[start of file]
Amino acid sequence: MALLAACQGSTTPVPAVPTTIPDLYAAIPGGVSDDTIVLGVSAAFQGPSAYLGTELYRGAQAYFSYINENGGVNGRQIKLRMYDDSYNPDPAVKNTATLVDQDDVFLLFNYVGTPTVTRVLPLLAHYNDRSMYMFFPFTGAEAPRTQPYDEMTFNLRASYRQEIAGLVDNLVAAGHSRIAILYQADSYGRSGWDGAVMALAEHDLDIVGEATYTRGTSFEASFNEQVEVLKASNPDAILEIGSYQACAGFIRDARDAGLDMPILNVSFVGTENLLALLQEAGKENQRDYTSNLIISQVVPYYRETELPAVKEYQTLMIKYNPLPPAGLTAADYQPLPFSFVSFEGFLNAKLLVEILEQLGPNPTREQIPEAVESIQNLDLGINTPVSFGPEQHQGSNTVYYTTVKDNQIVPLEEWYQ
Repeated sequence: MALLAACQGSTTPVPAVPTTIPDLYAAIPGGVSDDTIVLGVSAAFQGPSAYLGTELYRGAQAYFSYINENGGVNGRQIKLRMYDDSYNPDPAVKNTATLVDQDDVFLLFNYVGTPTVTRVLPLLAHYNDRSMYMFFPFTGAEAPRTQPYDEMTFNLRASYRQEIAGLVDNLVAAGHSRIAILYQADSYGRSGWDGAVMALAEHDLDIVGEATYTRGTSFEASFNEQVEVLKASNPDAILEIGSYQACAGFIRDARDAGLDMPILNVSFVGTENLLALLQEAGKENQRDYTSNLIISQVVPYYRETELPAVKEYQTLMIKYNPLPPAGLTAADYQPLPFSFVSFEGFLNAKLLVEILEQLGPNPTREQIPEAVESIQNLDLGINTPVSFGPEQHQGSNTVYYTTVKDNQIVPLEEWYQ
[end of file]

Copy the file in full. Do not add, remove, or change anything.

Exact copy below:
Amino acid sequence: MALLAACQGSTTPVPAVPTTIPDLYAAIPGGVSDDTIVLGVSAAFQGPSAYLGTELYRGAQAYFSYINENGGVNGRQIKLRMYDDSYNPDPAVKNTATLVDQDDVFLLFNYVGTPTVTRVLPLLAHYNDRSMYMFFPFTGAEAPRTQPYDEMTFNLRASYRQEIAGLVDNLVAAGHSRIAILYQADSYGRSGWDGAVMALAEHDLDIVGEATYTRGTSFEASFNEQVEVLKASNPDAILEIGSYQACAGFIRDARDAGLDMPILNVSFVGTENLLALLQEAGKENQRDYTSNLIISQVVPYYRETELPAVKEYQTLMIKYNPLPPAGLTAADYQPLPFSFVSFEGFLNAKLLVEILEQLGPNPTREQIPEAVESIQNLDLGINTPVSFGPEQHQGSNTVYYTTVKDNQIVPLEEWYQ
Repeated sequence: MALLAACQGSTTPVPAVPTTIPDLYAAIPGGVSDDTIVLGVSAAFQGPSAYLGTELYRGAQAYFSYINENGGVNGRQIKLRMYDDSYNPDPAVKNTATLVDQDDVFLLFNYVGTPTVTRVLPLLAHYNDRSMYMFFPFTGAEAPRTQPYDEMTFNLRASYRQEIAGLVDNLVAAGHSRIAILYQADSYGRSGWDGAVMALAEHDLDIVGEATYTRGTSFEASFNEQVEVLKASNPDAILEIGSYQACAGFIRDARDAGLDMPILNVSFVGTENLLALLQEAGKENQRDYTSNLIISQVVPYYRETELPAVKEYQTLMIKYNPLPPAGLTAADYQPLPFSFVSFEGFLNAKLLVEILEQLGPNPTREQIPEAVESIQNLDLGINTPVSFGPEQHQGSNTVYYTTVKDNQIVPLEEWYQ